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How to Say “No” to Your Boss Without Hurting Your Career

You may be wondering how to say “no” to your boss without hurting your career: May Busch has some tips for you.

Written by: May Busch

Do you find it challenging to say “no” to your boss? It’s natural to want to please your senior managers, especially your direct boss. After all, the more you can take from your boss’s shoulders the better for your career, right?

And if you’re an achiever, your default setting is to say “yes”. To take on the extra load to help out and show you’re willing to go the extra mile to deliver on your commitments.

Plus, your boss and senior managers determine your pay, promotion, staffing and future opportunities. And that power distance makes it challenging to say no, even when you really should.

But sometimes you need to say “no” to protect your team, and your own time and energy.

So how do you do it without upsetting your boss or worse yet, hurting your career?

Here are four ways to say no and still be on good terms with your boss:

  • Clarify the priorities
  • Redirect the request
  • Negotiate for resources
  • Get them to talk

Clarify the priorities

Sometimes your boss isn’t aware of everything you’re working on. Maybe you have multiple managers or work on cross-divisional projects. Perhaps your boss is simply not clued in on the day-to-day. This is when it’s helpful to get their help to clarify what’s most important to do first.

If you work for multiple managers, this could sound like, “I’d love to do this for you if you can get Nigel to agree to delay my other project”. And if your boss is simply not clued in on the day-to-day activities of you and your team, it could be something like, “I’d be happy to work on this – would you like me to do this before I do the other projects you gave me or after?”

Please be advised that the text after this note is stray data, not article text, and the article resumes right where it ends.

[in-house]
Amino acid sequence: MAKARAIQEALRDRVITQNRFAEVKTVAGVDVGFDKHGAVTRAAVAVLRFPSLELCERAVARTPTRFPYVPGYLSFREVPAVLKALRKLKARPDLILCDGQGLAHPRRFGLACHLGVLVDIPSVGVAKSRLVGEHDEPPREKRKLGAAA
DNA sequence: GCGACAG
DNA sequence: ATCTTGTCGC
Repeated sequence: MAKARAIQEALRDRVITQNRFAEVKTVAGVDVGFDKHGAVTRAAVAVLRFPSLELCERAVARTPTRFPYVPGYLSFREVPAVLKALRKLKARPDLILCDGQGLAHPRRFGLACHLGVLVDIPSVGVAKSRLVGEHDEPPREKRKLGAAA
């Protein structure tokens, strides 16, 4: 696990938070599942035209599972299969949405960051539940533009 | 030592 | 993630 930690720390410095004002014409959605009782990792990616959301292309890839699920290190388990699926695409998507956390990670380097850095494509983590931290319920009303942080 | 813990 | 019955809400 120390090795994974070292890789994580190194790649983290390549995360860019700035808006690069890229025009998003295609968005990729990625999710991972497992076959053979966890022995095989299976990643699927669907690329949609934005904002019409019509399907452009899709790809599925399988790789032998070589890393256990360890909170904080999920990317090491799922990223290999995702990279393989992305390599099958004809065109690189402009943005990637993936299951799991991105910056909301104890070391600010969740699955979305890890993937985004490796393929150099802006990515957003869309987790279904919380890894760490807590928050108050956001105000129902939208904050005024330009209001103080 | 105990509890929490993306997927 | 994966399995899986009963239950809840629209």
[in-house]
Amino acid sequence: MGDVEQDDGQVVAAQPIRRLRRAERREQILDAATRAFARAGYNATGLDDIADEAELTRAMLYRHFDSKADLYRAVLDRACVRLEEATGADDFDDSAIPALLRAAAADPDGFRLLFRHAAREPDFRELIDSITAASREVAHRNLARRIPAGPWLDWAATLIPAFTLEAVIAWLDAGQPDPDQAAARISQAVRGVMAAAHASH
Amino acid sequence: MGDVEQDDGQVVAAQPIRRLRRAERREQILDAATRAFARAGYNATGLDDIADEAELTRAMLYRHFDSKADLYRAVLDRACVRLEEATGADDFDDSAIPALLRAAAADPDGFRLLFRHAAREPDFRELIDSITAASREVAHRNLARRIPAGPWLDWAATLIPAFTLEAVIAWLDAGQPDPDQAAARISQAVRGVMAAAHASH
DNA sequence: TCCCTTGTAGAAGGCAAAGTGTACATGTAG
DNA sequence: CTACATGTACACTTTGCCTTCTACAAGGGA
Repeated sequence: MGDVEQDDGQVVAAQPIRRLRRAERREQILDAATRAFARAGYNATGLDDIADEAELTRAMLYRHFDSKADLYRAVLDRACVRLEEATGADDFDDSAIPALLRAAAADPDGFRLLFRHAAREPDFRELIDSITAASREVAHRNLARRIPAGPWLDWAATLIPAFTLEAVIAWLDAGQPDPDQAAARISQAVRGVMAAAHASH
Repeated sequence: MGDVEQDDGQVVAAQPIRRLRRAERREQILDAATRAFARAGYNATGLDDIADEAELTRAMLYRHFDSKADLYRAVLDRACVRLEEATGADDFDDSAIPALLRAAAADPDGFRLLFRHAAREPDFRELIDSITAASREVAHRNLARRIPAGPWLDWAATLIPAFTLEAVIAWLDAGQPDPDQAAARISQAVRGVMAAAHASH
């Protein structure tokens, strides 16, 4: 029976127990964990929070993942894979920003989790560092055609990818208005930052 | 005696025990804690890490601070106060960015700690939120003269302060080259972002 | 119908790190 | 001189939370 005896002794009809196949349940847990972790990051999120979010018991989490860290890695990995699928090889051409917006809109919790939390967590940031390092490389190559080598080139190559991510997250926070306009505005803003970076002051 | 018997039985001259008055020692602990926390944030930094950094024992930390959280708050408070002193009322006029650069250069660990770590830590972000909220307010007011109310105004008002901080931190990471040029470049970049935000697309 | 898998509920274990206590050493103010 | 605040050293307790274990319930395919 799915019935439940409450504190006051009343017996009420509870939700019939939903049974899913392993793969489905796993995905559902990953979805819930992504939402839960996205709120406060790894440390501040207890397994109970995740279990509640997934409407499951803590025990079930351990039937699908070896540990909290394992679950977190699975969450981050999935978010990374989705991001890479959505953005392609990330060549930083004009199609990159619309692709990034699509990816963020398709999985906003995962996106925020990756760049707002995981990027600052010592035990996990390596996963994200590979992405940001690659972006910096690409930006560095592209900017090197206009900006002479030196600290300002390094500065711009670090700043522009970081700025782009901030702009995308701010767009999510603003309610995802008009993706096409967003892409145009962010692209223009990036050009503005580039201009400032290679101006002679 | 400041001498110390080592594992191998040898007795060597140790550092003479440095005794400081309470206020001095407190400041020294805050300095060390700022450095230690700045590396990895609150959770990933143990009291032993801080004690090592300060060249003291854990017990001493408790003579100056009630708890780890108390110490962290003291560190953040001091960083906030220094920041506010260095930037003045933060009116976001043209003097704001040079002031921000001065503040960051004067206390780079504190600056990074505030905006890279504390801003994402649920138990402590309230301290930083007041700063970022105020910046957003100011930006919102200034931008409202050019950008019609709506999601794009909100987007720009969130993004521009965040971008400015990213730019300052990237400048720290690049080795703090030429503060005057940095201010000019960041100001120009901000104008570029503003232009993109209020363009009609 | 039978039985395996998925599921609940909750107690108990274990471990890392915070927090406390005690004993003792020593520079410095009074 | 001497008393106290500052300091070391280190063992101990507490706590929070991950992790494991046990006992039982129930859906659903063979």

Or you could try, “This sounds exciting – given the team is also working on XYZ that you’ve asked for, we can get on it next week. Does that work?”

The main point is to point out the other commitments you already have and get them to help clarify the priorities. For this conversation to work at its best, be sure to say this with warmth rather than defensiveness, and keep it matter of fact.

Which brings us to the next way to say no.

Redirect the request

Sometimes the request won’t be something you want to do, even if you had the time. And maybe it isn’t something in your area of expertise. In these situations, your best strategy is to suggest someone more appropriate and available.

For example, if you’ve been working with the same manager for a long time and they still think of you as that junior person who they get to do basic grunt work long after you’ve “grown out of” those tasks.

You could simply take on the task but delegate it, but then you’ll still get asked again in the future. This is where you can gently remind your boss that these tasks are more suited to someone else coming up the ranks.

For example, “I’ve got a full plate, but Gina would be a great person to take this on. She’s really the expert in this area and will do an even better job than me.”

Or “This would be a great stretch assignment for Julia. She’s one of the up-and-comers on the team and it would be a great opportunity for her to get some exposure to you. Would you like me to ask her for you?”

And this takes us to the third way.

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